Archive for the 'Creative Commons/Open Licenses' Category

Lawrence Lessig: "Getting Our Values around Copyright Right"

Posted in Copyright, Creative Commons/Open Licenses, Digital Copyright Wars on April 15th, 2010

Lawrence Lessig has published "Getting Our Values around Copyright Right" in the latest issue of EDUCAUSE Review.

Here's an excerpt:

The existing system of copyright cannot work in the digital age. Either we will force our kids to stop creating, or they will force on us a revolution. Both options, in my view, are not acceptable. There is a growing copyright abolitionist movement—people who believe that copyright was a good idea for a time long gone and that we need to eliminate it and move on in a world where there is no copyright. I am against abolitionism. I believe copyright is an essential part of the cultural industries and will be essential in the digital age—even though I also believe it needs to be radically changed in all sorts of important ways and doesn't apply the same in science and in education. Copyright is essential to a diverse and rich (in all senses of that word) culture.

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    "Five Dozen Doctoral Students Chose Bits and Bytes over Ink and Paper"

    Posted in Creative Commons/Open Licenses, Electronic Theses and Dissertations (ETDs) on January 21st, 2010

    In "Five Dozen Doctoral Students Chose Bits and Bytes over Ink and Paper," Kathleen J. Sullivan discusses Stanford University's ETD program.

    Here's an excerpt:

    Most of the Stanford graduate students who uploaded their dissertations—47 out of 60—chose to display their dissertations in their entirety.

    Most of the students—52 out of 60—selected the "attribution non-commercial" license from Creative Commons. . . .

    More than half of the doctoral students—36 out of 60—chose to release their dissertation immediately. Ten of them chose to delay the release for six months; nine chose a one-year embargo; five chose a two-year delay.

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      Defining "Noncommercial": A Study of How the Online Population Understands "Noncommercial Use"

      Posted in Copyright, Creative Commons/Open Licenses on September 15th, 2009

      The Creative Commons has released Defining "Noncommercial": A Study of How the Online Population Understands "Noncommercial Use".

      Here's an excerpt:

      In 2008-09, Creative Commons commissioned a study from a professional market research firm to explore understandings of the terms"commercial us" and "noncommercial use" among Internet users when used in the context of content found online.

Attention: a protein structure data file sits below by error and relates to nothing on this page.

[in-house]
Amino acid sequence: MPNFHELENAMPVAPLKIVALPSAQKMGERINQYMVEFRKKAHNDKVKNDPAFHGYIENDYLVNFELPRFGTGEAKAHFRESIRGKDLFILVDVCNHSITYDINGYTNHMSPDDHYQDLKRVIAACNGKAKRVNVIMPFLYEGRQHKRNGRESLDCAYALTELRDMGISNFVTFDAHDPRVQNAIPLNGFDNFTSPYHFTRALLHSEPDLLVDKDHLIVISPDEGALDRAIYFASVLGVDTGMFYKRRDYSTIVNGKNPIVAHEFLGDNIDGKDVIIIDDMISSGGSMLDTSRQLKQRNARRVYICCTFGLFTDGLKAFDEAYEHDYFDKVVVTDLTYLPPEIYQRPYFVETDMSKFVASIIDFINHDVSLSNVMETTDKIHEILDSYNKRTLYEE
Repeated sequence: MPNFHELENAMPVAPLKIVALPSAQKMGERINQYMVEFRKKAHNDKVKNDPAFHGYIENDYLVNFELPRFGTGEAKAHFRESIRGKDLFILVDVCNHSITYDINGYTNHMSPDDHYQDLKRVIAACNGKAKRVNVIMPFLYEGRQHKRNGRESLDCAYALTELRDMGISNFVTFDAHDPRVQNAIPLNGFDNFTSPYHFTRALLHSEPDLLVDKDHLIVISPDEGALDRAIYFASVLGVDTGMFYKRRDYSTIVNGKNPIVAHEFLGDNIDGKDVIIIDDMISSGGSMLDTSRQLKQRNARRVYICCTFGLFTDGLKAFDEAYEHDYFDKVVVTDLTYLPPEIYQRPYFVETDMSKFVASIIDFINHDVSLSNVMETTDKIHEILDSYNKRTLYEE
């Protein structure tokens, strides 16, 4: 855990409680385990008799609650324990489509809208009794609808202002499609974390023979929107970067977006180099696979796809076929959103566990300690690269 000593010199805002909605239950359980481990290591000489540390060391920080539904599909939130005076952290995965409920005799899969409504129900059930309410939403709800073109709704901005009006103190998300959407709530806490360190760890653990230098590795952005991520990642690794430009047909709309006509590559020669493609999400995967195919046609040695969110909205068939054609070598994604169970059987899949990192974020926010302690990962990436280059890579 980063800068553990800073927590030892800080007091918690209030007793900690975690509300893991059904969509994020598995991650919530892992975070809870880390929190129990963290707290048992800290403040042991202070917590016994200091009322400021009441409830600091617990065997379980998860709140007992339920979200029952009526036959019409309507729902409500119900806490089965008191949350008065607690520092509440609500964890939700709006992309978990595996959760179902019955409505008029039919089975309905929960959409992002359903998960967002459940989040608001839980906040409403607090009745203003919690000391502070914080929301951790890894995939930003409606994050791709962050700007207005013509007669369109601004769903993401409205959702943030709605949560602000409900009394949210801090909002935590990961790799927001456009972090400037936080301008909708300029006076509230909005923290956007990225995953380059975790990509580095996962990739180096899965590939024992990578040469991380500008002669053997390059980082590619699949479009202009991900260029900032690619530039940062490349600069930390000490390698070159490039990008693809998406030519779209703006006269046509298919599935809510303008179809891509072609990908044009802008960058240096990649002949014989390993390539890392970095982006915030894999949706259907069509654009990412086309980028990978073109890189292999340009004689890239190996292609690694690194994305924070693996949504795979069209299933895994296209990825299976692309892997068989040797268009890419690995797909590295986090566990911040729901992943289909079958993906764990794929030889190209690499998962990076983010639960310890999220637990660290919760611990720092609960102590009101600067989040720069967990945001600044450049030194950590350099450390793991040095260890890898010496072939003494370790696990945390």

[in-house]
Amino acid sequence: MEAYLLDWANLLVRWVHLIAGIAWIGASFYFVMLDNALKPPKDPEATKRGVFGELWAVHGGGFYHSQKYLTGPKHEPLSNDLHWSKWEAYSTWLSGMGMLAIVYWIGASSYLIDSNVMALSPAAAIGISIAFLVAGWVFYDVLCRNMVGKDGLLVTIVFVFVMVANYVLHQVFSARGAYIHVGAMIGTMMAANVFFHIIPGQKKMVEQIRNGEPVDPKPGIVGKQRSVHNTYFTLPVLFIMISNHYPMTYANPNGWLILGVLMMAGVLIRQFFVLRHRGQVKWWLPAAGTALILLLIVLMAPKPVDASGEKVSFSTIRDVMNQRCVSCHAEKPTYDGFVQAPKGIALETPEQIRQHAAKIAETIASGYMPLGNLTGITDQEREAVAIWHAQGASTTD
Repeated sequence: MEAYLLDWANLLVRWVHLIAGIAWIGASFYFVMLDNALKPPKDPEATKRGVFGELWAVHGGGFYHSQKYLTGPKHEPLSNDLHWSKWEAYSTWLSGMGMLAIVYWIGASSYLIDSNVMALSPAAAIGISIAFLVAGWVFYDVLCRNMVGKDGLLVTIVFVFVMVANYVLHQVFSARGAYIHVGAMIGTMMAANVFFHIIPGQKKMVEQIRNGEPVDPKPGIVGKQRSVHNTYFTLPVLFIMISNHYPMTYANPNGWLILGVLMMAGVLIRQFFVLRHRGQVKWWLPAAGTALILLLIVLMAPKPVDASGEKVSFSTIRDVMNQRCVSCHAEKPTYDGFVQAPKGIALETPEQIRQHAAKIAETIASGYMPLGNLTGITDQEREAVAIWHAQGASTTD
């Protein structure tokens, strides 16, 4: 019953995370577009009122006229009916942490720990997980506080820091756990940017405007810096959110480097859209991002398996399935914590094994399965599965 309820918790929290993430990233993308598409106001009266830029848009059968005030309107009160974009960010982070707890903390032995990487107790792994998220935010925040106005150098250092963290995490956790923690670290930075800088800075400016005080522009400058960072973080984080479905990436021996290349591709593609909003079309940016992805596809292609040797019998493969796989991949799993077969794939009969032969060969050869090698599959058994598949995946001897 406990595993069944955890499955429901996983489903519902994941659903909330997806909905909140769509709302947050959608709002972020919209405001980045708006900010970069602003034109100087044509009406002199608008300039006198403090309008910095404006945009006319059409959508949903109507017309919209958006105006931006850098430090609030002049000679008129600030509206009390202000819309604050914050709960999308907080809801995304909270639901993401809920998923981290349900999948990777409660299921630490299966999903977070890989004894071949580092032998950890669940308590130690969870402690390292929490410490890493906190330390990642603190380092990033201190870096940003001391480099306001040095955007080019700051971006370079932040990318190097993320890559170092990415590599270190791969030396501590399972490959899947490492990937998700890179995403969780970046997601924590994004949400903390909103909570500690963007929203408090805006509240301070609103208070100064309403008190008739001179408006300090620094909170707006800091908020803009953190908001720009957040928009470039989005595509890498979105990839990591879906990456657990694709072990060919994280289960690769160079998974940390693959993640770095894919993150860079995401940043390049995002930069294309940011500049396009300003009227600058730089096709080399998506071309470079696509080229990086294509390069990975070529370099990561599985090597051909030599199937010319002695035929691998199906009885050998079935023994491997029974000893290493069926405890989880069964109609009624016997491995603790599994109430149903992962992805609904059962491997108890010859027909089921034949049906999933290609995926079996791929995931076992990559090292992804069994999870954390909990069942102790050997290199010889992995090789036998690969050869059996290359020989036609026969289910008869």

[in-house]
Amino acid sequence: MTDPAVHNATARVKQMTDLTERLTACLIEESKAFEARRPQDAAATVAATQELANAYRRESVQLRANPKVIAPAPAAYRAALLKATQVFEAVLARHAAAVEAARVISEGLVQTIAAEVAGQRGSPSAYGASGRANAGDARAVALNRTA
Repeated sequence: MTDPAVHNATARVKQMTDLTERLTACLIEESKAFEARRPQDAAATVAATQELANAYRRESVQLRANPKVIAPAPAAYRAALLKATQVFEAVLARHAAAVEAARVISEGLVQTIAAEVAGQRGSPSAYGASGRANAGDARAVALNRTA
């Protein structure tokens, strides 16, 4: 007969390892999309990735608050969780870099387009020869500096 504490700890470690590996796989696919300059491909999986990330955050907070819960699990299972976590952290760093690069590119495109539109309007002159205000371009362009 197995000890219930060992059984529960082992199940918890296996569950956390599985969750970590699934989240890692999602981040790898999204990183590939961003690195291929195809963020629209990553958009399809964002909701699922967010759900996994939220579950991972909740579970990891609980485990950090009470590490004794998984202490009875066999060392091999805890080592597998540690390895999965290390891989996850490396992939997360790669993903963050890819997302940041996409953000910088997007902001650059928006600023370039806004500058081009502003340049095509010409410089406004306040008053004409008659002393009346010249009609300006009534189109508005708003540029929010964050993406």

The empirical findings suggest that creators and users approach the question of noncommercial use similarly and that overall, online U.S. creators and users are more alike than different in their understanding of noncommercial use. Both creators and users generally consider uses that earn users money or involve online advertising to be commercial, while uses by organizations, by individuals, or for charitable purposes are less commercial but not decidedly noncommercial. Similarly, uses by for-profit companies are typically considered more commercial. Perceptions of the many use cases studied suggest that with the exception of uses that earn users money or involve advertising—at least until specific case scenarios are presented that disrupt those generalized views of commerciality—there is more uncertainty than clarity around whether specific uses of online content are commercial or noncommercial.

      Uses that are more difficult to classify as either commercial or noncommercial also show greater (and often statistically significant) differences between creators and users. As a general rule, creators consider the uses studied to be more noncommercial (less commercial) than users. For example, uses by a not-for-profit organization are generally thought less commercial than uses by a for-profit organization, and even less so by creators than users. The one exception to this pattern is in relation to uses by individuals that are personal or private in nature. Here, it is users (not creators) who believe such uses are less commercial.

      The most notable differences among subgroups within each sample of creators and users are between creators who make money from their works, and those who do not, and between users who make money from their uses of others' works, and those who do not. In both cases, those who make money generally rate the uses studied less commercial than those who do not make money. The one exception is, again, with respect to personal or private uses by individuals: users who make money consider these uses more commercial than those who do not make money.

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        "Shrinking the Commons: Termination of Copyright Licenses and Transfers for the Benefit of the Public"

        Posted in Copyright, Creative Commons/Open Licenses on August 31st, 2009

        Timothy K. Armstrong has self-archived "Shrinking the Commons: Termination of Copyright Licenses and Transfers for the Benefit of the Public" in SSRN.

        Here's an excerpt:

        Federal law limits the free alienability of copyright rights to prevent powerful transferees from forcing authors into unremunerative bargains. The limiting mechanism is a statutory provision that permits authors or their heirs, at their sole election, to terminate any transfer or license of any copyright interest during a defined period. Indeed, the applicable provisions of the Copyright Act go so far as to invalidate purported waivers by authors of their statutory termination powers.